Ethiopia Gedeb 1 Natural Chelchele – Lot 004 – 30843 – 30.0 kg GrainPro Bags – SPOT SHANGHAI

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Please Note This coffee landed more than 8 months ago.

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About this coffee


Smallholder farmers organized around the Banko Chelchele processing site


1945 – 1970 masl


Indigenous landraces and heirloom cultivars




Banko Chelchele community, Gedeb District, Gedeo Zone, Southern Nations, Nationalities, and Peoples’ Region, Ethiopia




October - January



Coffee Background

Banko Chelchele is part of the greater Gedeb district, which is known for its gifted processing climate and exquisite naturals. This lot was created by Tracon Trading, an independent exporter with select processing sites throughout Gedeb. This is a light and clean natural process with a syrupy body, layers of stone fruit, and aromatic florals.  

Gedeb and Its Coffee 

The district of Gedeb takes up the south-eastern corner of Ethiopia’s Gedeo Zone—a narrow section of plateau dense with savvy farmers whose coffee is known as “Yirgacheffe”, after the zone’s most famous district. Gedeb, however, is a terroir, history, and community all its own that merits unique designation in our eyes. Coffees from this community, much closer to Guji Zone than the rest of Yirgacheffe, are often the most explosive cup profiles we see from anywhere in Ethiopia. Naturals tend to have perfume-like volatiles, and fully washed lots are often sparklingly clean and fruit candy-like in structure. 

Gedeb is a remote but impressively industrious area for coffee production. Half of its territory is planted with coffee. Until recently coffee exports were allowed only limited channels and the vast majority of coffee grown in this area was sold by the Yirgacheffe Coffee Farmers Cooperative Union (YCFCU), consolidated under the wide-reaching Worka Cooperative, or sold anonymously through the Ethiopia Commodity Exchange (ECX). Today, however, in addition to the Worka Cooperative splitting into multiple smaller coops, there are increasing numbers of single farm owners and independent companies who are processing and exporting direct. Tracon Trading, the producer of this natural lot, is one of them. It is an exciting time to be buying in Gedeb, where we expect to see new layers of coffee continuously unfold as its local industry accelerates.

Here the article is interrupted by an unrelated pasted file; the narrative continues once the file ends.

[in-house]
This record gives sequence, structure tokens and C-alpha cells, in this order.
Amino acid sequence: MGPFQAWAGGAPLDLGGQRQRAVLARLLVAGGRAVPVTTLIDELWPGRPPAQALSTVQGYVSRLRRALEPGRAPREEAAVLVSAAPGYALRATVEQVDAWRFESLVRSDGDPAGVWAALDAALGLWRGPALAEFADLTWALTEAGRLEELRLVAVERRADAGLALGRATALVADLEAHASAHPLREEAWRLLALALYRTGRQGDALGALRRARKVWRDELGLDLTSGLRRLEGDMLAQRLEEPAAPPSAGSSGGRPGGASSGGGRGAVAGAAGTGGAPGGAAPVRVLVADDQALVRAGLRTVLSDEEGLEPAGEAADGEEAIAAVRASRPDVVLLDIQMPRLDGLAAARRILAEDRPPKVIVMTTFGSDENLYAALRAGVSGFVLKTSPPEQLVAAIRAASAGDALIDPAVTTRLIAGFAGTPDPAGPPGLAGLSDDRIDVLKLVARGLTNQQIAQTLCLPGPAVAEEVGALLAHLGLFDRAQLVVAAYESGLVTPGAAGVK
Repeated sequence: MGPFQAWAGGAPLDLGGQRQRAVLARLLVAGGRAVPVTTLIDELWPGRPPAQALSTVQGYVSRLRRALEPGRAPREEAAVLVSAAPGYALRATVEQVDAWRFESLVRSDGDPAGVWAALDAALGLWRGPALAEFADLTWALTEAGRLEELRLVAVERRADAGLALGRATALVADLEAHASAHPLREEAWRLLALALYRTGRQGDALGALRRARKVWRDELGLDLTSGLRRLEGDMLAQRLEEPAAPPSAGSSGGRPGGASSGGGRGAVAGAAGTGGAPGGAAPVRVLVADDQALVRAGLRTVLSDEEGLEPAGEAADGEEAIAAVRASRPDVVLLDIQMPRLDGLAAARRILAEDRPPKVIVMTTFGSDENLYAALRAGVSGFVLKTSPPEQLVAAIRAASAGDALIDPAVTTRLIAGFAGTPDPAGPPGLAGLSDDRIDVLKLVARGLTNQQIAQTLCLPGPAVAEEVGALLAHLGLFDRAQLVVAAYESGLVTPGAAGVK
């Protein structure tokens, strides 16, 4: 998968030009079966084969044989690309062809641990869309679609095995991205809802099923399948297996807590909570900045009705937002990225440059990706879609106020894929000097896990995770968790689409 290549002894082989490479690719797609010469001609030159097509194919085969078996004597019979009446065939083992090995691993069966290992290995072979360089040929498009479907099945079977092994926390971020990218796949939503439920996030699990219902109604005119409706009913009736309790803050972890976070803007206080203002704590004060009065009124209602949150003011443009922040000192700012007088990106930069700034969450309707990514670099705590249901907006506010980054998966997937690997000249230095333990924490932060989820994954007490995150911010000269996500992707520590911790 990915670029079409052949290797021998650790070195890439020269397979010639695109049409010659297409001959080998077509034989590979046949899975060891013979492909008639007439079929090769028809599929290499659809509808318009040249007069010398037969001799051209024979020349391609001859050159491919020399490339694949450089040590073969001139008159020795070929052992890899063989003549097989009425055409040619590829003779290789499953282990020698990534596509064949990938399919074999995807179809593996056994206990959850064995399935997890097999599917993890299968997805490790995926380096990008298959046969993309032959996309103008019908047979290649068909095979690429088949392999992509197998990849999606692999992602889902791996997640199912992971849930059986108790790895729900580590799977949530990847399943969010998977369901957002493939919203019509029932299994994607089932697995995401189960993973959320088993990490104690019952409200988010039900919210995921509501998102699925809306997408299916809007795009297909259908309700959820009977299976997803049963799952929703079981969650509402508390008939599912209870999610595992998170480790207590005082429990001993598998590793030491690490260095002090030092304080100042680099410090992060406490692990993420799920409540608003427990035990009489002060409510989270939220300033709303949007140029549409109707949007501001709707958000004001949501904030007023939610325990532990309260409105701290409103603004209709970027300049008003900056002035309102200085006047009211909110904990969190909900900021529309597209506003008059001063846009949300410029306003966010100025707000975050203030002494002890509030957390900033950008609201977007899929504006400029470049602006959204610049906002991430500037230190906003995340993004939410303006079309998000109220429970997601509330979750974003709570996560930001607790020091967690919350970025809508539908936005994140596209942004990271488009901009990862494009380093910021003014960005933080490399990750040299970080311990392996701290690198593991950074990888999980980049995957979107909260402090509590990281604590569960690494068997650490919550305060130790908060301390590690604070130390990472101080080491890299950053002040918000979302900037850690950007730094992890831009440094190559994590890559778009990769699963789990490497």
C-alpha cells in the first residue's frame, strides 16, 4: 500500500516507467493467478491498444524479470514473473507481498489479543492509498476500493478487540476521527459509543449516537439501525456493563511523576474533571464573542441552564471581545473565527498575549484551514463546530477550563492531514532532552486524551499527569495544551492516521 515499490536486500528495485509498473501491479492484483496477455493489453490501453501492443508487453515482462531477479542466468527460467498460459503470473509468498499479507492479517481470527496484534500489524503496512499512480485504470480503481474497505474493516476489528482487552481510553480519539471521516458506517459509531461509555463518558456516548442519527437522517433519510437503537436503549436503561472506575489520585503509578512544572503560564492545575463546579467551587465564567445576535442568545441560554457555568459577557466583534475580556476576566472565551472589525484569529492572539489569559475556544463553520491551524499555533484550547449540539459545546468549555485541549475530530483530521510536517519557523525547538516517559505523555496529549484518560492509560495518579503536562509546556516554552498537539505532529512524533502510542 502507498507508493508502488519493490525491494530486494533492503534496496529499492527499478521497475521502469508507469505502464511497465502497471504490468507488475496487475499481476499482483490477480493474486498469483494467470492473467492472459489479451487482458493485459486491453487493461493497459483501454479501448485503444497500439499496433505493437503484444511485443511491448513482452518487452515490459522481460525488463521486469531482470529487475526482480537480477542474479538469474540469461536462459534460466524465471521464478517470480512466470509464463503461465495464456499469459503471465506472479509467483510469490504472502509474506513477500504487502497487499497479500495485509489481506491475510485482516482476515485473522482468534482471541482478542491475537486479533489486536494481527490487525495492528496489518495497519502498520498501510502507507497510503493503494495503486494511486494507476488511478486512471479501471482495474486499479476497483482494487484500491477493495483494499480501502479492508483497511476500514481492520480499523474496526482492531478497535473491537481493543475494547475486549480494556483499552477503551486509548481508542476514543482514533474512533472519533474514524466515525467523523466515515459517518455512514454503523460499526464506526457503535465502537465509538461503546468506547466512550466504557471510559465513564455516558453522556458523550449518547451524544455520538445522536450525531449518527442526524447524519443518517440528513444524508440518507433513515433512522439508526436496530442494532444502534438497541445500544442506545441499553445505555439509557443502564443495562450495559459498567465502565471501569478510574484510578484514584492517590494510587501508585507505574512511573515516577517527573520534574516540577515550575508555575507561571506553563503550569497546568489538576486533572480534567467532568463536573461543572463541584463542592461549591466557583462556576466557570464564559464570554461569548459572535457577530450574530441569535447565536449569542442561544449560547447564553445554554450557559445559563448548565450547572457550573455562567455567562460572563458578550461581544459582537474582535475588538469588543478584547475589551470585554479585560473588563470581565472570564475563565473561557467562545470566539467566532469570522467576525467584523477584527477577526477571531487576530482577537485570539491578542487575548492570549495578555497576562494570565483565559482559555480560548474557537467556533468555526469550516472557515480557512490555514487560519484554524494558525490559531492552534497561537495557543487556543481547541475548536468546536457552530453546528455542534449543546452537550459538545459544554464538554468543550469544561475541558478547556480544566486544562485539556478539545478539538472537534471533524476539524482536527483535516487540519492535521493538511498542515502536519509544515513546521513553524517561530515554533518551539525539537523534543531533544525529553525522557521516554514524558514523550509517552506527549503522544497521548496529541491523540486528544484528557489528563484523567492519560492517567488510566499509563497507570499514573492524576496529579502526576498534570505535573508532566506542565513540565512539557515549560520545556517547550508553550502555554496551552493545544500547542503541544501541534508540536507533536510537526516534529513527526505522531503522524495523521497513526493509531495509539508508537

The city of Gedeb itself is a is a bustling outpost that links commerce between the Guji and Gedeo Zones, with an expansive network of processing stations who buy cherry from across zone borders. These processors (and we would agree) would argue their coffee profiles are not exactly Yirgacheffe, but something of their own. The communities surrounding Gedeb reach some of the highest growing elevations for coffee in the world and are a truly enchanting part of the long drive into Guji. Banko Chelchele is one of the communities East of Gedeb and includes cooperative members that are cooperative-affiliated, as well independent washing stations of various types, many of which, like this one, are simply named “Banko Chelchele” after the community itself.  

Banko Chelchele Station and Processing 

The Banko Chelchele washing station is owned and operated by Tracon Coffee, an independent exporter who manages 6 stations total in Gedeo. A few hundred individual smallholders contribute to Banko Chelchele, each averaging 1.6 hectares of coffee which typically shares the land with enset—a fruit-less relative of the banana tree whose pulp is scraped and packed into cakes, fermented underground, and then toasted as kocho, a staple starch in the area.  

Naturals are processed simply and with great attention to detail at Tracon’s Banko Chelchele site: fresh-picked cherry is delivered each day by contributing farmers and hand-sorted upon arrival for uniformity and ripeness. Once sorting is complete, cherry is weighed and logged, and moved directly to raised beds to dry, a process that typically takes 3 weeks. During the drying period the coffee is constantly rotated during the day, and covered at night to prevent the area’s humidity from settling on the cherry’s skin. Fully dried cherry pods are then stored for multiple weeks to stabilize moisture content and water activity, then hulled locally and transported to Addis Ababa for final milling and export.